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Guardrails & Impermanent Loss Mitigation

Guardrails & LP Safeguards

Mechanics Goals
The goals can be generally defined as follows:
  • Make the LPs whole (QTY): Hold sufficient quantities of the deployed assets in the system reserve
  • Maintain or increase the POA (system reserve): Pull operational surpluses and system revenue into the POA
Overview
In simple terms, Tokemak will seek to deploy a maximum of its POA assets using the guardrails to determine the amount of LP assets it can deploy alongside (leverage) within the predetermined risk profile (100% relative price change in the above example). This leverage might be restricted during adverse market conditions.

The Asset Stack & Impermanent Loss Mitigation Waterfall

For all examples in this document a mitigation for a relative change in the exchange rate of up to 100% between the two paired assets will be demonstrated.
If a certain threshold (as defined below) of net-withdrawals by the LPs of a particular reactor is reached, mitigation mechanics become necessary in order to make the LPs whole.
  1. 1.
    Make LPs whole
    By drawing the asset in deficit from the POA.
  2. 2.
    Assets in Surplus / System Revenue
    Draw system-wide asset surpluses and system revenue into the POA. This will cover a large portion of the negative asset flow. The amount of surpluses that can be pulled into the reserve also depends on the net-withdrawal requests.
  3. 3.
    TOKE staked TOKE that was staked to direct the asset (whether Pair Reactor or Token Reactor staked TOKE) are used to cure and pulled into the POA. There is a difference in how staked TOKE are being used depending on which side of the pool the deficit occurred (asset vs base asset).
  4. 4.
    Protocol Owned Assets In a last step, should the above steps not be sufficient to make users whole, the system will resort to:
    • Using ETH and/or stable coins from the POA to make the LPs whole.
    • Should not enough ETH or stable coins be available, highly liquid reserve assets are sold for ETH or stables on external venues.
    This last step would be performed without regard to a net-negative effect on the POA. As previously mentioned, this should not occur under circumstances within the range defined by the guardrails. It will be initiated by the DAO multi-sig and executed using best practices in order to mitigate front running and mitigate other manipulations. This is highly unlikely and we don't anticipate this stage will ever be reached.

Deployment Guardrails

General Definition

Deployment guardrails are restrictions imposed on the protocol limiting the maximum amount of assets deployed per individual Token Reactor (asset pairs) and deployment cycle. The guardrails allow for managing market risk by ensuring that the mitigation mechanics are effective within predetermined market conditions.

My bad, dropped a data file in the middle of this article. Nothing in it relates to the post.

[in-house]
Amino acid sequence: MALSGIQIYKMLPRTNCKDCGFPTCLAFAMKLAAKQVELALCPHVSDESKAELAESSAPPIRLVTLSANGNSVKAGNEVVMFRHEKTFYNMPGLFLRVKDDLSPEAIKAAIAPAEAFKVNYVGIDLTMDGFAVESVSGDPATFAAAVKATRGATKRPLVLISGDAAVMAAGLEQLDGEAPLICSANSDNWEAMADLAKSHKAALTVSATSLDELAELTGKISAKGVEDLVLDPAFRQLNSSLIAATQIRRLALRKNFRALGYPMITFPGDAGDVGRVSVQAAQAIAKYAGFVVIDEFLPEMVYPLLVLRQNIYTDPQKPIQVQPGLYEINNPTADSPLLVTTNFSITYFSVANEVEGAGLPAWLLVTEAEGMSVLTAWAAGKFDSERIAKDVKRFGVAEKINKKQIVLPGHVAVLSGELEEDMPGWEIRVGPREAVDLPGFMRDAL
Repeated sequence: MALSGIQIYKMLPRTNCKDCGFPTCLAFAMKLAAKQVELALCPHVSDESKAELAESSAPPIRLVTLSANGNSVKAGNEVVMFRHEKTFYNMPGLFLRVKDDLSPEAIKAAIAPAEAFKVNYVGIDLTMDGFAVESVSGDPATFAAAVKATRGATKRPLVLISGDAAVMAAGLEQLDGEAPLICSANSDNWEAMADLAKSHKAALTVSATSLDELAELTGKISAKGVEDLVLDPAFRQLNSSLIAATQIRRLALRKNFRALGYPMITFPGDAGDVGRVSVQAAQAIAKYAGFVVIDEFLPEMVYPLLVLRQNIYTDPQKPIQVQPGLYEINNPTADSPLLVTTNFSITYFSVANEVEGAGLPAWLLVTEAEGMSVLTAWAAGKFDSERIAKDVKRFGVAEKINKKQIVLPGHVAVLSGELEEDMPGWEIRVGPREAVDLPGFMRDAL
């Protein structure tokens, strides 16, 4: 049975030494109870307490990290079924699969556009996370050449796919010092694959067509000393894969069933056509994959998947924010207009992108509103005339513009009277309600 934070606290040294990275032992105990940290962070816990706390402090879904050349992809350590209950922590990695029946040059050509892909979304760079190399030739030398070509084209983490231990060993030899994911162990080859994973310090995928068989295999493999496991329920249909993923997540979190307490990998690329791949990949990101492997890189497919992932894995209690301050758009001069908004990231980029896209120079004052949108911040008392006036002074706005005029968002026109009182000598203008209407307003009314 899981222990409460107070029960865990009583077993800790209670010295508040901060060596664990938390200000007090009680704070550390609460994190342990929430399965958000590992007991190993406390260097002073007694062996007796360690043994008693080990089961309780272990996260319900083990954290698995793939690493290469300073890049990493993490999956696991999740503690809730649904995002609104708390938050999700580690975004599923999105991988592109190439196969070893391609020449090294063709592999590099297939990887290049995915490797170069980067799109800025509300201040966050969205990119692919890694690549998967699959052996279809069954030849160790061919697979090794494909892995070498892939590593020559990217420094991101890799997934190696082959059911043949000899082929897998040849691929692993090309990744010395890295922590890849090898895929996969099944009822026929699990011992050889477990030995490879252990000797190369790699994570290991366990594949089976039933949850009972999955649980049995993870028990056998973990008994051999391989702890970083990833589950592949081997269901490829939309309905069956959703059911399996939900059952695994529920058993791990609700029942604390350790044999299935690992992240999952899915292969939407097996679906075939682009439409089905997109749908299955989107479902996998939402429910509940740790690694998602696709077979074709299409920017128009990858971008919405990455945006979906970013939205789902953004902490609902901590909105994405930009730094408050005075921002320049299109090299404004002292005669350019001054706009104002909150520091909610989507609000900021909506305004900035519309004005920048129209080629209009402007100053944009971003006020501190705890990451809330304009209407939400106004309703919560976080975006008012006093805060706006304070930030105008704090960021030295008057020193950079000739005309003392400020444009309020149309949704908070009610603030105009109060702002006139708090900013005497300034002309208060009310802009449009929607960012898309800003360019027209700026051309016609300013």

Defining and Setting Guardrail Parameters

In order to define and set appropriate parameters for the deployment guardrails the range of market conditions (exchange rates) under which the changes in quantity of the deployed assets are to be mitigated has to be defined and potential parameters have to be identified.
Initially the goal is to set parameters conservatively such that relative changes in exchange rates of up to 100% can be covered by the reserve. Below is an example of a fictitious asset paired with ETH and deployed to a 50:50 AMM pool under such conditions:
Table 1. Status of the pooled assets at the beginning
After a 100% price increase of ABC the status of the pool is as follows:
Table 2. Status of the pooled assets upon withdrawal
Examining the changes in QTY and associated notional values produces the following results:
Table 3. Changes in quantity and resulting loss in notional value
The following can be observed in a scenario of a 100% (doubling or halving of value of one of the assets) relative change in price:
  1. 1.
    A QTY-deficit of 29.3% in ABC will have to be covered by assets from the POA-ABC to make the LPs whole.
  2. 2.
    A net withdrawal of over 70.7% of ABC would be required before further mitigation mechanics would become necessary.
In conclusion it can be inferred that the protocol will be able to make LPs whole after a relative change in price of 100% as long as the LP assets deployed alongside the POA do not exceed 29.3%, as 29.3% of the initial qty will have to be covered.
It should also be noted that the amount of LP assets deployed alongside POA assets might be changed in the case of extreme market conditions.

Guardrails Implementation

In accordance with the above logic the guardrails will be controlled via parameters that can be altered by changing variables, which will be adapted to match e.g. the above mentioned market conditions.
For XXX / YYY pool, deploy only the liquidity that obeys the following rules (use most restrictive):
  1. 1.
    Deploy only V-multiple in LP assets of the quantity (leverage) of XXX deployed from the POA. Deploy only Z-multiple in LP assets of the quantity (leverage) of YYY deployed from the POA.
Asset Stack and Reactor Health
The below graphic illustrates the asset stack at the beginning of the cycle, from which the reactor health (RH) and the health of Pair Reactors can be calculated using the quantities:

RH=AssetPOA+AssetLPtAssetDeployedRH = \frac {Asset_{POA}+Asset_{LP}}{tAsset_{Deployed}}

According to a .3x POA multiplier the RH is 1.33 at beginning of cycles and can increase and decrease depending on the market price of the asset.
Additionally, the total collateral (TC) of the reactor can be calculated using the notional values, which includes the TOKE staked to the reactor:

TC=AssetPOA+AssetLP+TOKEtAssetDeployedTC = \frac {Asset_{POA}+Asset_{LP} + TOKE}{tAsset_{Deployed}}

The Asset Stack